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I'm trying to figure out how to write a script to select certain records/fields from one table, then join it to another table and include a column for a corresponding count. For example, this is what I have now:

select ID, Val from OriginalTable where Something = 1

Now I have another table which has records linking to this original table, where the a column OriginalID matches the ID of the OriginalTable. One example would be:

select * from OtherTable where OriginalID = 3

...where 3 = the ID of the OriginalTable.

What I'd like to do is add a column to the first statement which shows a count of the other table as shown in the second query. For example, this might be a result set:

ID    Val    Count
1     abc    15
2     def    23
3     ghi    42
4     jkl    19

How do I write this query to include this count?

share|improve this question
up vote 2 down vote accepted

There are a lot of ways to do this, but you could either use a Group By

select ID, Val, [Count] = count(1)
from OriginalTable be
left join OtherTable ot on be.OriginalID = ot.OriginalID
where Something = 1
group by ID,Val

or you could use OVER and Partition By:

select ID, Val, [Count] = count(1) OVER(PARTITION BY ID,Val)
from OriginalTable be
left join OtherTable ot on be.OriginalID = ot.OriginalID
where Something = 1

Personally I like the OVER method. There's information on MSDN here.

share|improve this answer
;WITH ot(ID, c) AS 
  SELECT OriginalID, COUNT(*)
   FROM dbo.OtherTable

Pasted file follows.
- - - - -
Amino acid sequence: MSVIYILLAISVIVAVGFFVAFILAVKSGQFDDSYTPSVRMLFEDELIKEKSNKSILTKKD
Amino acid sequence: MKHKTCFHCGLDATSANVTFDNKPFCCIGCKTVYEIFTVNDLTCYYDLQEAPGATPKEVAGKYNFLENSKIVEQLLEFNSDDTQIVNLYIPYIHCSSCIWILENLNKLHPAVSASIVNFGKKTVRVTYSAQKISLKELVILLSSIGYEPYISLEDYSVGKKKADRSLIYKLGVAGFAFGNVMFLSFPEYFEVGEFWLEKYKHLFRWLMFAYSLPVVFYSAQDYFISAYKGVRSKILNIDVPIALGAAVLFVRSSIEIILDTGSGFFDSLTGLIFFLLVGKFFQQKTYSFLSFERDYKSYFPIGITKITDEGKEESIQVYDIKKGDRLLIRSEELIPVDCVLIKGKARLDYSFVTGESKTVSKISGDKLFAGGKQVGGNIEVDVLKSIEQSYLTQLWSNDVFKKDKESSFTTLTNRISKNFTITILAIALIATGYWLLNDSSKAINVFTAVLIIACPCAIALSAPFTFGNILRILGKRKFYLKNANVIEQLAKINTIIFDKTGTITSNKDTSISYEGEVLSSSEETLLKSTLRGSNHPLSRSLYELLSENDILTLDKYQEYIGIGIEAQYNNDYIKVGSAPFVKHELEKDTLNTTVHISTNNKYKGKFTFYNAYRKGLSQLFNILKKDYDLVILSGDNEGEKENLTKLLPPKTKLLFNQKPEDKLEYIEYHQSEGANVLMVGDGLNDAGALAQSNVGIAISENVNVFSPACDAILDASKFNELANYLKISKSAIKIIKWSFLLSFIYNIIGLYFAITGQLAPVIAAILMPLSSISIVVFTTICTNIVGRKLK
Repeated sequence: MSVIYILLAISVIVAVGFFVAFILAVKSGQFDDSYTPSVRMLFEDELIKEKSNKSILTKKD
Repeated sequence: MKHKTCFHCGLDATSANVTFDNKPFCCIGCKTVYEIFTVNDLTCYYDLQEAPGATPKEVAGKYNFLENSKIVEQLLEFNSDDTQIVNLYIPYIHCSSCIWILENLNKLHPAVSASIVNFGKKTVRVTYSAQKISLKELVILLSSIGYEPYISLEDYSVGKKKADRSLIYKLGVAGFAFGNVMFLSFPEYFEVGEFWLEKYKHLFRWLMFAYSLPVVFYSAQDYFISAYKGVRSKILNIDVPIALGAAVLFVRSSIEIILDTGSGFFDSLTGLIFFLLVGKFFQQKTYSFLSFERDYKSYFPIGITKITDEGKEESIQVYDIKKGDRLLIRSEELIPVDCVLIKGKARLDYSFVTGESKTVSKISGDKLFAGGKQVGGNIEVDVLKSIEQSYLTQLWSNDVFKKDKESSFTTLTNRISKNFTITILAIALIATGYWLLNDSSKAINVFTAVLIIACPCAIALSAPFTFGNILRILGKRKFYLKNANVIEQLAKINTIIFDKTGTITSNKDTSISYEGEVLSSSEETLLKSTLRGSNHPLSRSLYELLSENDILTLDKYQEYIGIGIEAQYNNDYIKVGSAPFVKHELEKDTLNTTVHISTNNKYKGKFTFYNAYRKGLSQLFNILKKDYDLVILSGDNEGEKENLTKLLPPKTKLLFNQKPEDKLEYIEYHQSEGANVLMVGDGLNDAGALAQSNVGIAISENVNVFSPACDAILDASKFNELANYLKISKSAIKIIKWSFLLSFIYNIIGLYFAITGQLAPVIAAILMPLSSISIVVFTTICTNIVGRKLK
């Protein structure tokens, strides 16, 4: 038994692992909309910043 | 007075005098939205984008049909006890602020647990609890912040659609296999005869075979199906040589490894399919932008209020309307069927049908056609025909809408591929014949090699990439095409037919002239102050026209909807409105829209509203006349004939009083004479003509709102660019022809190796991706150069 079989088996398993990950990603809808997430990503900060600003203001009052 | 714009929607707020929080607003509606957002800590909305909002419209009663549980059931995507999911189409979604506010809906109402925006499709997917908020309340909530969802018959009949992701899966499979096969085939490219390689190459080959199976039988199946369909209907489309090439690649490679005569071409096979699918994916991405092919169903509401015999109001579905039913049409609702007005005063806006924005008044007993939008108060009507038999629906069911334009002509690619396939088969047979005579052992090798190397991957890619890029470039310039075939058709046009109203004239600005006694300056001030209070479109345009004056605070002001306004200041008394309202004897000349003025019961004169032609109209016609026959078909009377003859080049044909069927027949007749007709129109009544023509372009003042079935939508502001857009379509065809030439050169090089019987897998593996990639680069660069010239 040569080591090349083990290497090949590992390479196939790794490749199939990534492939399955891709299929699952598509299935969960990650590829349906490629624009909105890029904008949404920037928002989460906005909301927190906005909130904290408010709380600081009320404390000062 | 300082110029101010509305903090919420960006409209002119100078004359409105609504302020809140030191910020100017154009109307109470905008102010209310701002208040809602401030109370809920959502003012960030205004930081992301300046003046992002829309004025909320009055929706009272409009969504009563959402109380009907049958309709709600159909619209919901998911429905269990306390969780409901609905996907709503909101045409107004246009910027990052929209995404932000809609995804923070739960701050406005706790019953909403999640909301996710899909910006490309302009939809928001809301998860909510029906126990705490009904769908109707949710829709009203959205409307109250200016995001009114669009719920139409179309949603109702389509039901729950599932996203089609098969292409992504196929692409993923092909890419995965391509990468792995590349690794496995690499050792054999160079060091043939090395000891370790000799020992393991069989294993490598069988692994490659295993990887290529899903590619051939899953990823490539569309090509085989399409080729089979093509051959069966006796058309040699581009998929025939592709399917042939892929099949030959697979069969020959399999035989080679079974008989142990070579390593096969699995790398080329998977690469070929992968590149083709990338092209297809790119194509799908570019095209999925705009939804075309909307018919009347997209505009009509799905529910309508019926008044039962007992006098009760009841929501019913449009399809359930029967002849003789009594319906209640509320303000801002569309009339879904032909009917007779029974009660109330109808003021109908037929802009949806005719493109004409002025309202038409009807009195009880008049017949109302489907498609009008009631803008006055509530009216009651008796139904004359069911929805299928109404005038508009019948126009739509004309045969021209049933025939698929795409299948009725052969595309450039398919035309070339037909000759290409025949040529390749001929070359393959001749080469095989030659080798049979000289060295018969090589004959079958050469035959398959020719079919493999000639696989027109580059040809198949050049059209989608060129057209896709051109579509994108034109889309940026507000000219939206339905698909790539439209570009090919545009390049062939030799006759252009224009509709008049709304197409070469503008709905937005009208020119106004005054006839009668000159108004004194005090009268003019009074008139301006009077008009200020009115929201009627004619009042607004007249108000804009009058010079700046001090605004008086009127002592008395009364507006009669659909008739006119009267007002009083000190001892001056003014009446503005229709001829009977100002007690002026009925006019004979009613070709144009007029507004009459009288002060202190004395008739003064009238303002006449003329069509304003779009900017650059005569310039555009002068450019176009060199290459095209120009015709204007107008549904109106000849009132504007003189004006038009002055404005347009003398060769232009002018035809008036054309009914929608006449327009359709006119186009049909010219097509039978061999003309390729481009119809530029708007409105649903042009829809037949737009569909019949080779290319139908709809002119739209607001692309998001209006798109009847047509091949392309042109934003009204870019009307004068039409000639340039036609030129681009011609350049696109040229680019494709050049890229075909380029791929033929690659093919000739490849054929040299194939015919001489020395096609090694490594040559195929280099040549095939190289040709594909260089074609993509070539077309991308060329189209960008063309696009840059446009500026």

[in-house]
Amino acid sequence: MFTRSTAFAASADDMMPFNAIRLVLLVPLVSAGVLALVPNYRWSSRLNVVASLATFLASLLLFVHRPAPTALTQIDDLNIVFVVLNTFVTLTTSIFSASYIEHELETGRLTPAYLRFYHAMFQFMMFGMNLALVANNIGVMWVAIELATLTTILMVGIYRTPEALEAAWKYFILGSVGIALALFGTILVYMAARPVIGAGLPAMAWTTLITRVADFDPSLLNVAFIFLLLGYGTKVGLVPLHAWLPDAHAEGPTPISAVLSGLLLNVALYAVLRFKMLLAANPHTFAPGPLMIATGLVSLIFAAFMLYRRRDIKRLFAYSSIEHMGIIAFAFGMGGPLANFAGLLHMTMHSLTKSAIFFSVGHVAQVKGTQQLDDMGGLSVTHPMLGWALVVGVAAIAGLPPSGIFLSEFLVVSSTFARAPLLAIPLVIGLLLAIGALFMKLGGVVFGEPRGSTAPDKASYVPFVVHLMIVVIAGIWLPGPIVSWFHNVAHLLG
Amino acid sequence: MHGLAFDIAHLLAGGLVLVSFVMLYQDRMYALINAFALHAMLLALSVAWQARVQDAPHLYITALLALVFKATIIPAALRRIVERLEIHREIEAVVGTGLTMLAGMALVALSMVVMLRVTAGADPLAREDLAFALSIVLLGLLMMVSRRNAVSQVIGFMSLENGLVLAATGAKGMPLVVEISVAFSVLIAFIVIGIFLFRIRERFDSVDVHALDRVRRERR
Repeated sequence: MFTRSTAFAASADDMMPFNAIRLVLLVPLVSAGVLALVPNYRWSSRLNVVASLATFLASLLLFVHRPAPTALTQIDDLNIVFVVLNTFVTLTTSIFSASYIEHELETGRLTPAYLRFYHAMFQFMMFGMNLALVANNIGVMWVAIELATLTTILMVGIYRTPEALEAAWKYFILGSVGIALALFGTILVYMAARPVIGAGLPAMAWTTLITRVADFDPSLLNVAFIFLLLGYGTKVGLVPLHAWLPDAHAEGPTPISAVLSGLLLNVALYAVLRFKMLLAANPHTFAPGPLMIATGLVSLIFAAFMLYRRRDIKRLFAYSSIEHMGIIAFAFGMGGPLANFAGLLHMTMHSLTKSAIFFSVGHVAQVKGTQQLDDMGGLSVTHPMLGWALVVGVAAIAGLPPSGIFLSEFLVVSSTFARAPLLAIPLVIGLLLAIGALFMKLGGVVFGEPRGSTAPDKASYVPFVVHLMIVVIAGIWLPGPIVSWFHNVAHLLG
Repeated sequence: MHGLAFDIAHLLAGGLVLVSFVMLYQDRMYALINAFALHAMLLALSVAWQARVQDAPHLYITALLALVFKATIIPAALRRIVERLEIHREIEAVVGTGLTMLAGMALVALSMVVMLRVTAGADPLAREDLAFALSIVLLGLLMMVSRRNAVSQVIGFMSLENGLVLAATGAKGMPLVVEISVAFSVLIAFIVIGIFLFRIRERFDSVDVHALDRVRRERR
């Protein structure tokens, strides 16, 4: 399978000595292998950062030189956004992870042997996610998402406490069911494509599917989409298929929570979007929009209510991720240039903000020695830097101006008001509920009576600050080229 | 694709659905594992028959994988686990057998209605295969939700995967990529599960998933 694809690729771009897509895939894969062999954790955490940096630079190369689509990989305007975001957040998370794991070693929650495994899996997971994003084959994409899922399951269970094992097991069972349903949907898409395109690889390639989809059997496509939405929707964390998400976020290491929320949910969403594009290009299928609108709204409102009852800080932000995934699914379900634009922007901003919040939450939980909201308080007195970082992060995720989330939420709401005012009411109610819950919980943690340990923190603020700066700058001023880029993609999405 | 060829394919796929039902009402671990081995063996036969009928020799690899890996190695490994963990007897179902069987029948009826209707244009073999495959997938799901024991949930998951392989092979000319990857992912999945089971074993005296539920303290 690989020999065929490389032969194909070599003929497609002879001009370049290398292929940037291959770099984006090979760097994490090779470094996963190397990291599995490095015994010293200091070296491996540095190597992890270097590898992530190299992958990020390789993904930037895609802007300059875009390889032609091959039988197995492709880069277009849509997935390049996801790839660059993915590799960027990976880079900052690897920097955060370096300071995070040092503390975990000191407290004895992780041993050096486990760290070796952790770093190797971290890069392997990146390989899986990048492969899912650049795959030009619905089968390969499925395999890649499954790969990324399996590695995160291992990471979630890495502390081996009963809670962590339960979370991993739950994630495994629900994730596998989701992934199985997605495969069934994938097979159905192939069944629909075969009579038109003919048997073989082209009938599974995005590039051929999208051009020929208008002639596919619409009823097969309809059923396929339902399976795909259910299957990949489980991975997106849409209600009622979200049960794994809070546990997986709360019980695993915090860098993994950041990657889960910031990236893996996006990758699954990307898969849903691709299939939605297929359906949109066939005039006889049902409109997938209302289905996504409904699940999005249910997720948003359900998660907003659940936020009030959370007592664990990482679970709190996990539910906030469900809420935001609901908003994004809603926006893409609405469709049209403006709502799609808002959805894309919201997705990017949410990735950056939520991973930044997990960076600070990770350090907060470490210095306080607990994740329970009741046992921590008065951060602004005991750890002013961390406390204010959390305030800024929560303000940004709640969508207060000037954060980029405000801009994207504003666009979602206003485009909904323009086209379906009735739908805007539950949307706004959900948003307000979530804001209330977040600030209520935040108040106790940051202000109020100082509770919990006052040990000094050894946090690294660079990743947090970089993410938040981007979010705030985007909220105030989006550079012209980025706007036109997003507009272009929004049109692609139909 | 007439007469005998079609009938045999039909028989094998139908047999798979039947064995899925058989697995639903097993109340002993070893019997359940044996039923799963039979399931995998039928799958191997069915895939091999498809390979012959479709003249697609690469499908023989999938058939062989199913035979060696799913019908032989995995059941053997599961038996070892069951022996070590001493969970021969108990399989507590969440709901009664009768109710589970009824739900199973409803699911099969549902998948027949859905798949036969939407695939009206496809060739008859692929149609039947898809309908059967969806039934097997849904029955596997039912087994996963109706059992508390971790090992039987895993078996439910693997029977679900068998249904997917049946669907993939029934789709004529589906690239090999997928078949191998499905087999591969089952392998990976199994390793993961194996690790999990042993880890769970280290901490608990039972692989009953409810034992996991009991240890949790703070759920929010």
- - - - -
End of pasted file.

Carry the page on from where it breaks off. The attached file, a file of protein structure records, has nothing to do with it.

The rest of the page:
GROUP BY OriginalID
SELECT t.ID, t.Val, [Count] = COALESCE(ot.c, 0)
  FROM dbo.OriginalTable AS t
  ON t.ID = ot.ID
  WHERE t.Something = 1;
share|improve this answer
SELECT be.ID, be.Val, Count(*) AS [Count]
FROM OriginalTable be
LEFT OUTER JOIN OtherTable ot ON be.ID = ot.OriginalID
WHERE be.Something = 1
GROUP BY be.ID, be.Val
share|improve this answer
Awkward how be actually perfectly matches what I intended to convert it to in the first place :D – Jerry Dodge Aug 14 '12 at 17:49
Well you're the one that suggested be in your own query... – lc. Aug 14 '12 at 17:50
Ah, oops, I forgot to remove that actually, I tried to re-write it excluding business specific stuff, anyway, that works for me, now which answer to accept? – Jerry Dodge Aug 14 '12 at 19:23

A subquery should handle that for you:

  ID, Val, Cnt
FROM OriginalTable
    OriginalID, COUNT(*) AS Cnt
  FROM OtherTable
  GROUP BY OriginalID
  ) AS Sub ON ID=OriginalID
share|improve this answer

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